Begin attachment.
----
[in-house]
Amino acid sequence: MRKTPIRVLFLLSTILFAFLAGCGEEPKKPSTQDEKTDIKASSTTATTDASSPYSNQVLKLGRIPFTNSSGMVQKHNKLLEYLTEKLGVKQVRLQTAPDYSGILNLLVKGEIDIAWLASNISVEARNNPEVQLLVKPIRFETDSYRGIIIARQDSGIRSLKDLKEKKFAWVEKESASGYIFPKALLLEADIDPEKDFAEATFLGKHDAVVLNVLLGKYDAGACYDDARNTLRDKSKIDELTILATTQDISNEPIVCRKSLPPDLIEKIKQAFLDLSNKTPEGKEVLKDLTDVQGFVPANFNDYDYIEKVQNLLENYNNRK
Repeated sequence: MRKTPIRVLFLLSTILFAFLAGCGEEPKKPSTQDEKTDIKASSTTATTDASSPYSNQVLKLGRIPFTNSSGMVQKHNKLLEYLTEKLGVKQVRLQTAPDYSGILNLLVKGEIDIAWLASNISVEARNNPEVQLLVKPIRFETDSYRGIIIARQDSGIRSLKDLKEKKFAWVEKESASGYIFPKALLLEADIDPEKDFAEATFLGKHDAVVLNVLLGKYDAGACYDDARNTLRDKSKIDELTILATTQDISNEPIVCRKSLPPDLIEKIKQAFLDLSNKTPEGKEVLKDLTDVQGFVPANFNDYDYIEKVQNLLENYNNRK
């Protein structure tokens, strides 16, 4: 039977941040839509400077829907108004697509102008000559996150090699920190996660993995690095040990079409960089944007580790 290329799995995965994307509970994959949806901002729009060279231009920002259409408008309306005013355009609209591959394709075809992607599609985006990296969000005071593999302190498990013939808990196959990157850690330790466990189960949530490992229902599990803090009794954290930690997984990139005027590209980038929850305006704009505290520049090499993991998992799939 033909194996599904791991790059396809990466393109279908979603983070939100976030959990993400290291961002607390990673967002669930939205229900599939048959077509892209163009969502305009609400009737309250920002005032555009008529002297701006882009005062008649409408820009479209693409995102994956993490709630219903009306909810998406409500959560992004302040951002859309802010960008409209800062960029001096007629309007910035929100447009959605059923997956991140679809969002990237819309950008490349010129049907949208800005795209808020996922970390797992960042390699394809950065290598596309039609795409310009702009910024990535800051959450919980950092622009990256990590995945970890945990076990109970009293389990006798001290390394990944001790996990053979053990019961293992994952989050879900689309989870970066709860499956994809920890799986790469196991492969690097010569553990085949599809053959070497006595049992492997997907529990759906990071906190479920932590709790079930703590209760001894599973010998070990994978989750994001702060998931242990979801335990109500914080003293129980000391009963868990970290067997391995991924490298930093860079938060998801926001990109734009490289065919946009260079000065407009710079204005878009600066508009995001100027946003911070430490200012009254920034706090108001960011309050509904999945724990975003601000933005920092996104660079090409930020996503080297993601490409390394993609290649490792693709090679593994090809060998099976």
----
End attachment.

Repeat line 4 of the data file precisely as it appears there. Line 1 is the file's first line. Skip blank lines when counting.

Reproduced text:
């Protein structure tokens, strides 16, 4: 039977941040839509400077829907108004697509102008000559996150090699920190996660993995690095040990079409960089944007580790 290329799995995965994307509970994959949806901002729009060279231009920002259409408008309306005013355009609209591959394709075809992607599609985006990296969000005071593999302190498990013939808990196959990157850690330790466990189960949530490992229902599990803090009794954290930690997984990139005027590209980038929850305006704009505290520049090499993991998992799939 033909194996599904791991790059396809990466393109279908979603983070939100976030959990993400290291961002607390990673967002669930939205229900599939048959077509892209163009969502305009609400009737309250920002005032555009008529002297701006882009005062008649409408820009479209693409995102994956993490709630219903009306909810998406409500959560992004302040951002859309802010960008409209800062960029001096007629309007910035929100447009959605059923997956991140679809969002990237819309950008490349010129049907949208800005795209808020996922970390797992960042390699394809950065290598596309039609795409310009702009910024990535800051959450919980950092622009990256990590995945970890945990076990109970009293389990006798001290390394990944001790996990053979053990019961293992994952989050879900689309989870970066709860499956994809920890799986790469196991492969690097010569553990085949599809053959070497006595049992492997997907529990759906990071906190479920932590709790079930703590209760001894599973010998070990994978989750994001702060998931242990979801335990109500914080003293129980000391009963868990970290067997391995991924490298930093860079938060998801926001990109734009490289065919946009260079000065407009710079204005878009600066508009995001100027946003911070430490200012009254920034706090108001960011309050509904999945724990975003601000933005920092996104660079090409930020996503080297993601490409390394993609290649490792693709090679593994090809060998099976």